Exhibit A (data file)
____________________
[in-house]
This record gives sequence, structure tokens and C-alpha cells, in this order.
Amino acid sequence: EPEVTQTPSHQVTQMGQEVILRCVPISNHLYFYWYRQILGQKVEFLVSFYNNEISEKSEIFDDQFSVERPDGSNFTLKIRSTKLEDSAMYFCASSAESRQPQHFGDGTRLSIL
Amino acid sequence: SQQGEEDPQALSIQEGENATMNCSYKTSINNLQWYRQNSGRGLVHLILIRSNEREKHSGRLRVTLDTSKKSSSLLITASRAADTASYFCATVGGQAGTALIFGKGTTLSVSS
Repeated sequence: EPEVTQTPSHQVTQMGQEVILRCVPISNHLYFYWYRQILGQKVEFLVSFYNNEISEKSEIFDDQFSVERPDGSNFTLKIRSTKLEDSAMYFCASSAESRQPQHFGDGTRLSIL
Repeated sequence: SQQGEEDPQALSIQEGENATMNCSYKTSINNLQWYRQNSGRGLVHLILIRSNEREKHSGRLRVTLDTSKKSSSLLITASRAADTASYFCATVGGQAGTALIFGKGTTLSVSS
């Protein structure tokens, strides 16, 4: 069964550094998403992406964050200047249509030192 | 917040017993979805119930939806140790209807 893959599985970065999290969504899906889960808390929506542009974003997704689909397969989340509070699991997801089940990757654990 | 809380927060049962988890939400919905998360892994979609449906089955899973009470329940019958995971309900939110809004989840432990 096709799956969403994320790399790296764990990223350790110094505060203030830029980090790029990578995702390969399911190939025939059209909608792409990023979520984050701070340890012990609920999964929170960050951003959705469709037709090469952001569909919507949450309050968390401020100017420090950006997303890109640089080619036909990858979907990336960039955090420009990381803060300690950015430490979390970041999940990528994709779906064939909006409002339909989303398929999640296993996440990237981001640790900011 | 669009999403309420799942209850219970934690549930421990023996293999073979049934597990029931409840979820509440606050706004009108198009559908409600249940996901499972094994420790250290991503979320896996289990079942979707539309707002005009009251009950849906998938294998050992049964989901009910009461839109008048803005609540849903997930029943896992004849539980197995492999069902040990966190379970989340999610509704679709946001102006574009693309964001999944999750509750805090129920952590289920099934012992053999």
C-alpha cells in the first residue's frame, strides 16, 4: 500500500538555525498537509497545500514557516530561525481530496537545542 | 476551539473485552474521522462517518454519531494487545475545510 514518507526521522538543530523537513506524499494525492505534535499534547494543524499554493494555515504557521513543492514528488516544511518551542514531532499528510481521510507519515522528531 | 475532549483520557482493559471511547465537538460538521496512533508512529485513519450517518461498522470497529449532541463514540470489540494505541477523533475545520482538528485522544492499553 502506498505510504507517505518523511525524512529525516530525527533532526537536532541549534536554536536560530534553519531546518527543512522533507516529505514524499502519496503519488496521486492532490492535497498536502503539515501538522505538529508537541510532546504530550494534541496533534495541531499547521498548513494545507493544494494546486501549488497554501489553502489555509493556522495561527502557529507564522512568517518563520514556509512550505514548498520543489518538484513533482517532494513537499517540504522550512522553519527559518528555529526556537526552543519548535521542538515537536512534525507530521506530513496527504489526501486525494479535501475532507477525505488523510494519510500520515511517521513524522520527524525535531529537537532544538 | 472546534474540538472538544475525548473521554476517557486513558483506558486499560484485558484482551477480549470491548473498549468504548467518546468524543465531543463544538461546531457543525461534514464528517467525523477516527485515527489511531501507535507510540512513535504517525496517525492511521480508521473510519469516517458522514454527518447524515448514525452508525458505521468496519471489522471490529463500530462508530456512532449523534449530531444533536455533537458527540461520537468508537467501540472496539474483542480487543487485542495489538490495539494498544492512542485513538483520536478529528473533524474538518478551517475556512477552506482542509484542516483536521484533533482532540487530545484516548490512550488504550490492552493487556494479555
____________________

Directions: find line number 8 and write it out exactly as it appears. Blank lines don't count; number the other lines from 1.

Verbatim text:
C-alpha cells in the first residue's frame, strides 16, 4: 500500500538555525498537509497545500514557516530561525481530496537545542 | 476551539473485552474521522462517518454519531494487545475545510 514518507526521522538543530523537513506524499494525492505534535499534547494543524499554493494555515504557521513543492514528488516544511518551542514531532499528510481521510507519515522528531 | 475532549483520557482493559471511547465537538460538521496512533508512529485513519450517518461498522470497529449532541463514540470489540494505541477523533475545520482538528485522544492499553 502506498505510504507517505518523511525524512529525516530525527533532526537536532541549534536554536536560530534553519531546518527543512522533507516529505514524499502519496503519488496521486492532490492535497498536502503539515501538522505538529508537541510532546504530550494534541496533534495541531499547521498548513494545507493544494494546486501549488497554501489553502489555509493556522495561527502557529507564522512568517518563520514556509512550505514548498520543489518538484513533482517532494513537499517540504522550512522553519527559518528555529526556537526552543519548535521542538515537536512534525507530521506530513496527504489526501486525494479535501475532507477525505488523510494519510500520515511517521513524522520527524525535531529537537532544538 | 472546534474540538472538544475525548473521554476517557486513558483506558486499560484485558484482551477480549470491548473498549468504548467518546468524543465531543463544538461546531457543525461534514464528517467525523477516527485515527489511531501507535507510540512513535504517525496517525492511521480508521473510519469516517458522514454527518447524515448514525452508525458505521468496519471489522471490529463500530462508530456512532449523534449530531444533536455533537458527540461520537468508537467501540472496539474483542480487543487485542495489538490495539494498544492512542485513538483520536478529528473533524474538518478551517475556512477552506482542509484542516483536521484533533482532540487530545484516548490512550488504550490492552493487556494479555